Friday, May 2, 2008

Updated Status of Cases Involving Lawyers for Islamic Charity Who Were Apparently Subject to Government Surveillance

A New York Times article from earlier this week relating to federal government monitoring of lawyers for persons suspected of financing terrorism cited the case of lawyers for an Islamic charity as involving the only physical evidence of such monitoring.  The article states that in August 2004 the government mistakenly provided lawyers for the Oregon offices of the Saudi Arabian charity Al-Haramain Islamic Foundation with a logbook of intercepted telephone calls between the lawyers in Washington, DC and clients in Saudi Arabia.  When the government realized its mistake, it demanded return of the logbook, which was stamped "top secret," and warned the lawyers that they could face prosecution if they disclosed its contents.  According to the article, this is believed to be the only case in which nongovernment lawyers may have seen physical evidence of the National Security Agency's warrantless wiretapping program.  The article also cites two senior Justice Department officials, speaking on the condition of anonymity, who said they knew of a handful of terrorism cases since 9/11 in which the government may have monitored attorney-client conversations.  Their understanding is that such conversations were not shared with front-line prosecutors, in order to avoid any violation of attorney-client privileged.

The U.S. Treasury Department designated the U.S. branch of the Al-Haramain Islamic Foundation as a terrorist-linked group in September 2004 based on evidence showing direct ties with Osama bin Laden and hidden transfers of funds to Chechnya.  Numerous other branches of the Foundation have received similar designations by the U.S., the United Nations, and Saudi Arabia.  A federal grand jury indicted the U.S. branch and two of its officers in 2005 on charges of conspiring to defraud the U.S. government , filing a false tax return, and related crimes arising out of the alleged transfer of a $150,000 donation from an Egyptian to Chechnya, according to a U.S. Department of Justice press release.  The false tax return charge relates to falsely reporting that the donation was used to purchase a building in Missouri.  It appears that the criminal case has yet to go to trial.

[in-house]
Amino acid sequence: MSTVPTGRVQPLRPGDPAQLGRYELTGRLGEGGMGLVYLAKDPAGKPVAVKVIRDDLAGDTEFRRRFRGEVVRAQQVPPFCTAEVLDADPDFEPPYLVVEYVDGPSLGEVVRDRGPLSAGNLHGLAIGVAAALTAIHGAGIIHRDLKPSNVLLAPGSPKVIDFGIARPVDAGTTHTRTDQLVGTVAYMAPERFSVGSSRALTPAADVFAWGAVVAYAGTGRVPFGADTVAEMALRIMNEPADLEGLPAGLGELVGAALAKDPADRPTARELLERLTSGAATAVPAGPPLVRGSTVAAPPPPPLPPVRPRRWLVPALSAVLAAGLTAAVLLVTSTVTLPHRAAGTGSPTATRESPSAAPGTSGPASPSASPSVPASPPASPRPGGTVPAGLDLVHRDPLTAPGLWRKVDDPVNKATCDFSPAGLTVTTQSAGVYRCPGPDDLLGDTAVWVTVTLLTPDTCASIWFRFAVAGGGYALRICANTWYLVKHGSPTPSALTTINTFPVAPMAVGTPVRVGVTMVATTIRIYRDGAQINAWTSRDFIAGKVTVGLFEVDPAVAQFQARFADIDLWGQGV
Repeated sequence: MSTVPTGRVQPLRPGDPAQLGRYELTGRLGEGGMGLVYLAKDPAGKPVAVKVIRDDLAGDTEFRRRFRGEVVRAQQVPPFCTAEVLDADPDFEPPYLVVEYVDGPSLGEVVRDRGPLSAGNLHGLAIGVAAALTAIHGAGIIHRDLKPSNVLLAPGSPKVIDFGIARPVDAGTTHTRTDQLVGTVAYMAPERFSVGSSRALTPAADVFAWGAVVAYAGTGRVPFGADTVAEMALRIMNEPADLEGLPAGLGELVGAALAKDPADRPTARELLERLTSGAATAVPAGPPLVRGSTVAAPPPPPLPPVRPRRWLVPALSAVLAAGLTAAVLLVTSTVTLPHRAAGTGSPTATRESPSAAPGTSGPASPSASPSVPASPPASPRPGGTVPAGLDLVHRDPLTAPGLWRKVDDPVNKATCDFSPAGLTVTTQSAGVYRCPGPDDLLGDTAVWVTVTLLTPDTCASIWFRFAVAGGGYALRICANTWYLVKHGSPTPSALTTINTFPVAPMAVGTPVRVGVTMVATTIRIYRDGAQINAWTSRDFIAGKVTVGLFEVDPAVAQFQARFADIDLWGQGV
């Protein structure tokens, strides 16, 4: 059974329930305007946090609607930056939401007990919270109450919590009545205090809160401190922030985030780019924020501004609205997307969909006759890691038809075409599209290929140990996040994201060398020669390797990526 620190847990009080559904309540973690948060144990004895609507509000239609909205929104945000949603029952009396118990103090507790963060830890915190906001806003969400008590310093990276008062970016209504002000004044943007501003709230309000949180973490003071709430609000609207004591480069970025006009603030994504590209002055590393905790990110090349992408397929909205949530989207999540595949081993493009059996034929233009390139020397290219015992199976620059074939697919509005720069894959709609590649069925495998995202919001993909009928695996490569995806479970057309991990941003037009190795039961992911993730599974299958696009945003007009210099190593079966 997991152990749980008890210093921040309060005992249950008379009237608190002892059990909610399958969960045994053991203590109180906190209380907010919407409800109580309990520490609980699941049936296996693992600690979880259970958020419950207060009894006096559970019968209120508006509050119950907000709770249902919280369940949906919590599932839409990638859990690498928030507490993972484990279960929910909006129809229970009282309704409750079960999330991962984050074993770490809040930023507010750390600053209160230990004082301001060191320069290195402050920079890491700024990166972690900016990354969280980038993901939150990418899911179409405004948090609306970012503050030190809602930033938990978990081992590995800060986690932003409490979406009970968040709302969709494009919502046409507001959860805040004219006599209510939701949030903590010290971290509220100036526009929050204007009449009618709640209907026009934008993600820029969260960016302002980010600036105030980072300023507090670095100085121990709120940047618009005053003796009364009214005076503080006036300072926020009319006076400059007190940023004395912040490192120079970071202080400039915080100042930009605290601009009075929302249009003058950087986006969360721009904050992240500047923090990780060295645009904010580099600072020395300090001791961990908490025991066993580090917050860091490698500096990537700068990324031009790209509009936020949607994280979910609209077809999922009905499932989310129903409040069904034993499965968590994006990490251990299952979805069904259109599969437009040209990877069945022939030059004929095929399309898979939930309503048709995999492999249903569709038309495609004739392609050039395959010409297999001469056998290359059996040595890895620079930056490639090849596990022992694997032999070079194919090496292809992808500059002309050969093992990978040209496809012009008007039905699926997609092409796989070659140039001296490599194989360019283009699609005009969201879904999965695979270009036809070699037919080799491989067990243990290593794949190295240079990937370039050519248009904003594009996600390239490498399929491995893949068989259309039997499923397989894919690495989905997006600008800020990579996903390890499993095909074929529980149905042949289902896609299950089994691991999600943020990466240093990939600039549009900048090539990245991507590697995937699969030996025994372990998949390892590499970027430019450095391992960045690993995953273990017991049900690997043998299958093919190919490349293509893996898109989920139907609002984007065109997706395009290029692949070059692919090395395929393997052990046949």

The U.S. branch of the Foundation is also involved in a civil proceeding arising out of the alleged intercepts.  It and two of its attorneys sued the federal government in 2006 based on the allegedly unconstitutional intercepts of the calls between the Foundation's director and its U.S. lawyers, according to a Washington Post article.  That lawsuit led to a U.S. Court of Appeals for the Ninth Circuit decision last fall regarding whether the state secrets privilege bars reliance by the plaintiffs on the accidentally disclosed logbook, which is essential to the plaintiffs' case.  The appellate court found that the privilege did apply, but remanded the case to a federal district court to determine whether the Foreign Intelligence Surveillance Act preempted the privilege.


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